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Making a Stucco Wall

This isn’t “technically” a stucco wall. Its a variation on Wattle and Daub. Wattles were woven sticks or reeds inside a wooden framework and then covered with Daub (clay, dung, whatever was available locally.) This provided insulation and sealed the gaps against the weather. I’m sure that I’ve seen a similar technique applied to loose stone stacked between wood support beams but couldn’t find anything. Since I live in a fantasy world anyway, I thought, “What the hell! Slap me in a dress and call me Alice.” Err… I mean, “cover it in spackle and pretend its real”. I also figured more people would know what I’m talking about if I called it stucco. I’m very pleased with the result and to heck with reality.


The finished product (above) is not to scale, if I was doing this on a model I’d avoid the big wood planks so close together. I used 3x 3″ fieldstone blocks from HirstArts and stacked them. Time to finish this was a about 2 hours because I didn’t know what I was doing and I had to wait for the spackling compound to dry.

List of Materials

  • 3x 3″ Fieldstone Hirst Blocks
  • 4x 3″ Hirst Wood Planks
  • 4x 1″ Hirst Wood Boards
  • DAP DryDex Spackling Compound
  • Vallejo Paints
    • Charred Brown
    • Cobra Leather
    • Bone White
    • Scorpy Green
    • Beasty Brown
    • Sombre Grey
    • Cold Grey
    • Skull White
  • Pointy Stick (Some sort of carving tool)
  • Brown Ink
  • Weldbond (Glue)

First a note, you can click on any of the small picks to see a larger version
Basically, I started with a concept and thought that I wasn’t going to spend a lot of time doing this if it was going to look really ugly. I glued 3 fieldstone blocks on top of each other. I glued the baseboard and the upright boards in place. As you can see, its not an exact fit. Didn’t care.


I use black Flowstone mainly so when I applied the Spackling Compound (DAP DryDex) the camera exposed to the white and made the stone look a lot blacker than it really is. Anyway, I put a couple of blobs in place and smoothed it with the carving tool I tried to keep a fairly rough texture and left a couple of bare areas. The DryDex goes on Pink but drys white so I knew exactly when it was ready.

The circled area shows a “manufactured” crack. I used my carving tool (Pointy Stick) to connect the two main areas of bare rock. I also cleaned up all the “screwed up” bits where I got Spackle on the wood, etc. I emphasized the edges where the Daub fell off by roughing it up.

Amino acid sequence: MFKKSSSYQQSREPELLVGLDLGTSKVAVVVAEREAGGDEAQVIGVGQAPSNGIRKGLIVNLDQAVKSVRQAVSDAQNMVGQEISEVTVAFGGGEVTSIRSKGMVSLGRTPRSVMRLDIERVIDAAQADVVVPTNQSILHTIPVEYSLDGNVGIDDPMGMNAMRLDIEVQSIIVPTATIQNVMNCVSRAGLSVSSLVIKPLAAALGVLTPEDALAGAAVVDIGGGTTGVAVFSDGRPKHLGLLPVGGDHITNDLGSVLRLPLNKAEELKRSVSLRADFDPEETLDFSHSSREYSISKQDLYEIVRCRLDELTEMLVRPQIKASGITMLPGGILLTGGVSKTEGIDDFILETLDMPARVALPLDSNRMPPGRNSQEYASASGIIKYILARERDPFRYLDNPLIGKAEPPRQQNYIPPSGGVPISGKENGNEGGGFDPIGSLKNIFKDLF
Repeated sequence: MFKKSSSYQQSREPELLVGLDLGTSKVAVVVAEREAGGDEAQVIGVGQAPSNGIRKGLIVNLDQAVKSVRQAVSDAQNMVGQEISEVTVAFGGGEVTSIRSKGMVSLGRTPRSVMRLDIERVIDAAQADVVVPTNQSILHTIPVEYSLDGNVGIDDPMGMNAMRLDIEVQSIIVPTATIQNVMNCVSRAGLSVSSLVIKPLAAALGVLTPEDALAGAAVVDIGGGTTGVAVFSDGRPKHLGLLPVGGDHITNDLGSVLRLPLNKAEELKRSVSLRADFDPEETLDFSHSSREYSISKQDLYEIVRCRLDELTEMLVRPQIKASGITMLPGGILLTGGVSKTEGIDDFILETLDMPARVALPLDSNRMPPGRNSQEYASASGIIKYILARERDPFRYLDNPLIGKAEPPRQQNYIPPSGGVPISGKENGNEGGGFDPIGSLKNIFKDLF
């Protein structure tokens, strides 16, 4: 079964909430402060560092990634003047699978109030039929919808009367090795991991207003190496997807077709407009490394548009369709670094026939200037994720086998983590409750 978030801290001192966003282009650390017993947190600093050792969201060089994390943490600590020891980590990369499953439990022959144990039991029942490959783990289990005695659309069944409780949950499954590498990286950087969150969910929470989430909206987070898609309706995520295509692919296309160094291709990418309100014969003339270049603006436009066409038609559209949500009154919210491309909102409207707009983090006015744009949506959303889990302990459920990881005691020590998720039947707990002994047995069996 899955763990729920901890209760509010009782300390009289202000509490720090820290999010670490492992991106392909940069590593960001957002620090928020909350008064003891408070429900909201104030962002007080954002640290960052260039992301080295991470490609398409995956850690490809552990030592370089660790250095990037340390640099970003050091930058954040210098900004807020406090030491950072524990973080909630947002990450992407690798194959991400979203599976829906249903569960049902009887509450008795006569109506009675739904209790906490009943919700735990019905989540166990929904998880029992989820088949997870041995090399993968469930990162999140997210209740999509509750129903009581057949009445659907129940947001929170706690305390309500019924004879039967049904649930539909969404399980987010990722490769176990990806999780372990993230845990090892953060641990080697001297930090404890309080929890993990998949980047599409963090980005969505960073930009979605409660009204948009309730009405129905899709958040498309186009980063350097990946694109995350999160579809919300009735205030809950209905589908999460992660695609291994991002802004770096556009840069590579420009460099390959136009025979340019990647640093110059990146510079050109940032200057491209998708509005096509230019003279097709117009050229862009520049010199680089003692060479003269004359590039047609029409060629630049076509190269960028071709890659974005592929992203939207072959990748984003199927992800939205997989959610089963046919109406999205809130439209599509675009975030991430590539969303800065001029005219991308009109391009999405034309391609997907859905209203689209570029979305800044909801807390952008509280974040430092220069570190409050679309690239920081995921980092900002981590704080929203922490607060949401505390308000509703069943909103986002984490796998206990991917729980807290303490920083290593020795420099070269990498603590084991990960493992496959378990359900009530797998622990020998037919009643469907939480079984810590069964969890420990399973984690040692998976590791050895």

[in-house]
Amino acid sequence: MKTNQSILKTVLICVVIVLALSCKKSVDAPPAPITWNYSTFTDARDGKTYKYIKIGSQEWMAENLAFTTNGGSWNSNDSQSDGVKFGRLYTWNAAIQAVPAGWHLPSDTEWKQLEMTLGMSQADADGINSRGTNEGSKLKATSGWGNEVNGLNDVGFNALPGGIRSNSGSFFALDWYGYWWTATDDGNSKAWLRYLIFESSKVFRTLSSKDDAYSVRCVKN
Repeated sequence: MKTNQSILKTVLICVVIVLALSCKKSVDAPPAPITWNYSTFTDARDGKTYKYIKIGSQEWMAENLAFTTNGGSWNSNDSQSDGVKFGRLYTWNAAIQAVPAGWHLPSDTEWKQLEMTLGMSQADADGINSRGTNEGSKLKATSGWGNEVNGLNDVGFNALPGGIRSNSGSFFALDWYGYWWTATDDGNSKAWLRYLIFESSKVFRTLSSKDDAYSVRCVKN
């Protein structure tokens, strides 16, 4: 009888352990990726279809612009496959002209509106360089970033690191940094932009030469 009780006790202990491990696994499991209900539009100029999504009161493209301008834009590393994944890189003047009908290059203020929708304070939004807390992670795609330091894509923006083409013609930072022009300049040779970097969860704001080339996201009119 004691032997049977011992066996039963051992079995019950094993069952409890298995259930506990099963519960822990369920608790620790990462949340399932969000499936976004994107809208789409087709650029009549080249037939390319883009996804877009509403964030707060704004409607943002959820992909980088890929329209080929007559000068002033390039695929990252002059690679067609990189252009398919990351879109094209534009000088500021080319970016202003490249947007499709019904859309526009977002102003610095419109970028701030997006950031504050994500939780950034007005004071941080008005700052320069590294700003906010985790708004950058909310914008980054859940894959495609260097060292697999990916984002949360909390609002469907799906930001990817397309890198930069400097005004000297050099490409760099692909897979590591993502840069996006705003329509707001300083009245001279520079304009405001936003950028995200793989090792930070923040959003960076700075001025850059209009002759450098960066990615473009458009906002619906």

I have to apologize, a couple of the pics are fuzzy (Note to self — Make sure there is nothing in the background of the thing being photographed that may mess up the autofocus). I’ve included them to show color, not details. I’m a big fan of INK so I inked the whole thing with full strength Brown Ink. At full strength, the ink pools and goes on blotchy. This is a good thing. Normally, I mix a little Jet Dry and Water in to make the ink flow evenly and soak into everything (The Jet Dry breaks the surface tension of the mix). Not the effect I wanted in this case.

I painted the wood Charred Brown and picked out the stones in Sombre Grey (Bluish Grey). I didn’t touch the Daub yet.

Unfortunately, this is the worst picture in terms of quality but its sort of the most important. This is the color that really sets up the others that will be painted on top of it. I roughly painted the Daub with Cobra Leather. Its sort of half way between a normal wet brush and a dry brush. I didn’t want to get in all the cracks but wanted strong color. I also went really close to the edges.

Here’s a close up of the next step. The stones are dry brushed carefully with Cold Grey. The Daub is given several dry brushes of Bone White. The edges where the daub meets the wood is avoided. The corners are really avoided. This is suppose to look dirty.

The wood is now given a coating of Beasty Brown. Again, not really a dry brush but I avoid filling in the cracks. The stone is given a light dusting of Bone White.



OK, here’s the trickiest part to explain. The wood is given a coating of Cobra leather. I then give the wood a very light wash of very weak Brown Ink to help blend in the colors.
The cracks of the stone and the edges of the fallen Daub (Stucco, Spackling, whatever) is given a dry brush of Scorpy Green. I’ve included a close up because its one of those things that you have to see. The wood is also given a final dry brushing of Bone White. Even though the last two pics look the same, the last has a very subtle touch up of Brown Ink and a little bit of extra green dry brushing.

Hopefully, I been able to translate the process well enough the people can duplicate it. I’m going to attempt this on a larger scale soon in a basement structure.

* Note: This is a reprint of an original Dungeon Crawlers Article

Posted in Terrain Building.

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Continuing the Discussion

  1. Making A Wattle and Daub Wall Wargaming Terrain | Miniature Wargaming &etc linked to this post on April 11, 2015

    […] Here’s a photo tutorial on making a wall that simulates the wattle and daub building technique. […]

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